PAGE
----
Tag Archives: Psychology

The Four Personality Types: Initiators, Blockers, Supporters, and Observers

I just finished reading Sway: The Irresistible Pull of Irrational Behavior, which explores the psychological influences that can lead us to make bad decisions. One section of this book proposes that only four types of people exist in any group:

  • Initiators who always have ideas, propose new projects, and are optimistic about the outcomes
  • Blockers who are likely to question and block new initiatives
  • Supporters who side with either the initiator or the blocker
  • Observers who don’t take sides but prefer to just comment on the matter at hand

You would think you’d like to fill up your team with plenty of initiators and few blockers to help drive innovation. But, that would be risky. Initiators tend to be highly optimistic about any new idea. Without a sobering second thought by a blocker, energy can be wasted on bad ideas.

The risks are significantly higher in the airline industry. Research indicates that a large percentage of plane crashes have been caused by pilots who, as confident and optimistic initiators, attempted dangerous maneuvers. The other members of the cabin crew, too respectful of the captain’s authority and swayed by the captain’s optimism, remained silent. As the author describes it:

“A strong initiator can quell a blocker.”

To address this risk, airline cabin crews are being provided with Crew Resource Management training to learn to become potential blockers when faced with bad or overly optimistic decisions by those in authority. This training program was designed by NASA and is intended to catch bad decisions before they result in loss of life.

“When pilots spot a departure from safety procedures, they are trained to challenge the captain.”

Teams in any workplace should learn these skills. Those in charge need to learn to tolerate dissent. Blockers need to be given the freedom to voice concerns without reprisal and need to be encouraged to provide feedback.

"Cavemen With Briefcases"

Cave drawing

Compared to many other species, humans have a long lifespan. Whereas geneticists can study more than 50 generations of fruit flies in a single year, the human species is more difficult to study from an evolutionary standpoint. Since a new human generation comes into being every 20 years or so, our rate of evolutionary change is significantly slower than that of fruit flies.

Evolutionary psychology aims to explain human behavior by considering the fact that the human brain has not changed very much in the last 10,000 years. Although technology is advancing at an exponential rate, we are, as Alan Kay, co-founder of Xerox PARC describes, “just cavemen with briefcases.”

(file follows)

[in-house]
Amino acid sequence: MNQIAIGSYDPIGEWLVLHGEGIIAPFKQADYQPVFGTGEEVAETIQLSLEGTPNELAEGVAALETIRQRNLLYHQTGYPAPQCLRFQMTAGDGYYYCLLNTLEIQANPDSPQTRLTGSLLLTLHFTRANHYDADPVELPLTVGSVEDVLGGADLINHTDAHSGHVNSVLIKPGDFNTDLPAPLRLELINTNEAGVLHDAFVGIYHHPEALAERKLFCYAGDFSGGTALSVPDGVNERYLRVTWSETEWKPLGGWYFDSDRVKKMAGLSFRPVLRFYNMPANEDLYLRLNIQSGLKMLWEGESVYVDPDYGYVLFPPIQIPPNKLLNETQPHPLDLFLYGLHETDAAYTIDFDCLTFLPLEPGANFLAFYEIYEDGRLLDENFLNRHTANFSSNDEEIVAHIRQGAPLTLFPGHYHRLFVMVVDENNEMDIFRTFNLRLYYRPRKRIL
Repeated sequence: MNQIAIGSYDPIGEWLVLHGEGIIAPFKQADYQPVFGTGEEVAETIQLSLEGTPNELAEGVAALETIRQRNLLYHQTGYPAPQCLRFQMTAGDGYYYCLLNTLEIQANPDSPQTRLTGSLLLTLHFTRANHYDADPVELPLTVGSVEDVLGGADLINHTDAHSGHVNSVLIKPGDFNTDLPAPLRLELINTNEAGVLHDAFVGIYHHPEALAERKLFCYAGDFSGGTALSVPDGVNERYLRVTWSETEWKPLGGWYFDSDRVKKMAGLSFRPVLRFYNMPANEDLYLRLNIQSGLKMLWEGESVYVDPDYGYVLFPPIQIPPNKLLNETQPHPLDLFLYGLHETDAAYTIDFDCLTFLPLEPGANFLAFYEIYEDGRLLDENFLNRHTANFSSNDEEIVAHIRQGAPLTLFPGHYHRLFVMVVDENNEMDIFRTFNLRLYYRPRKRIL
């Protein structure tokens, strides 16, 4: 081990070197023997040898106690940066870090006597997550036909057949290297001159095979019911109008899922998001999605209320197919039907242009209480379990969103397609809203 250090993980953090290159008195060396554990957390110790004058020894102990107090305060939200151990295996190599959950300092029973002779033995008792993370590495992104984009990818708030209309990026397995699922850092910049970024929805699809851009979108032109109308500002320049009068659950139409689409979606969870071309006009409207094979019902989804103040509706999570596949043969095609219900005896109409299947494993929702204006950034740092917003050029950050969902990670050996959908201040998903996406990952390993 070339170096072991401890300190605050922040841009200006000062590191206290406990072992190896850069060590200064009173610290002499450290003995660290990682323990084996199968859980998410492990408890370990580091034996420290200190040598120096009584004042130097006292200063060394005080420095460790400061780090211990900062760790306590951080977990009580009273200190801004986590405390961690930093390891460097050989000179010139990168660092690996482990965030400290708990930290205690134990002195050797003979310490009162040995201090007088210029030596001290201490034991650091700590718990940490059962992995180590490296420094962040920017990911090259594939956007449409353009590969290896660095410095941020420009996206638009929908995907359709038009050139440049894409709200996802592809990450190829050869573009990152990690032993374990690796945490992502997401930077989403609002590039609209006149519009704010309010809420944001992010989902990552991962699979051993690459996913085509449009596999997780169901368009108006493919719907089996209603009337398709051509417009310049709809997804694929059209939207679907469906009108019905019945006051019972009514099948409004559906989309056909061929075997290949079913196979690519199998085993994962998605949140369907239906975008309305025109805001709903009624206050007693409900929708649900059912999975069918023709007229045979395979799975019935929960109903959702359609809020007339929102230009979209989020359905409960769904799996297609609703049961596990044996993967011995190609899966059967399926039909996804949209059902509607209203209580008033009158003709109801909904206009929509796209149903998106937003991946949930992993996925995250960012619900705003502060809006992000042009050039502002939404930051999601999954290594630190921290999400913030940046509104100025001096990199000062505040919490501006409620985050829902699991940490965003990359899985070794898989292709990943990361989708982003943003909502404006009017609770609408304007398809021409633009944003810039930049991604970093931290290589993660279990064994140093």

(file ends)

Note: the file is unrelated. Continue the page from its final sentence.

Evolutionary psychology does a great job of explaining human behavior, from marriage, divorce, competition, war, etc. We may feel we are enlightened compared to past generations, but, in reality, we are still driven by the same urges that influenced our behavior 10,000 years ago.

Looking at humans from an evolutionary psychology viewpoint may explain why telling and recording stories is becoming an important part of formal knowledge management and learning strategies within many organizations. Telling and listening to stories has been at the very core of human communication since the dawn of time. As technology has advanced, our stories are now more likely to come from books, television, film, and the Internet, rather than from fellow tribe members seated around a campfire. But, stories still remain central to human life.

According to Daniel Pink, author of A Whole New Mind: Why Right-Brainers Will Rule the Future, organizations such as the World Bank, NASA, and 3M, among others, are implementing “organizational storytelling.” Mr. Pink reports that:

“Xerox—recognizing that its repair personnel learned to fix machines by trading stories rather than by reading manuals—has collected its stories into a database called Eureka that Fortune estimates is worth $100 million to the company.”

Organizations have for years been wondering how to capture the knowledge of their employees. Unlike traditional knowledge management solutions, organizational storytelling may be the most human approach to solving this problem.

Time to turn on the video cameras.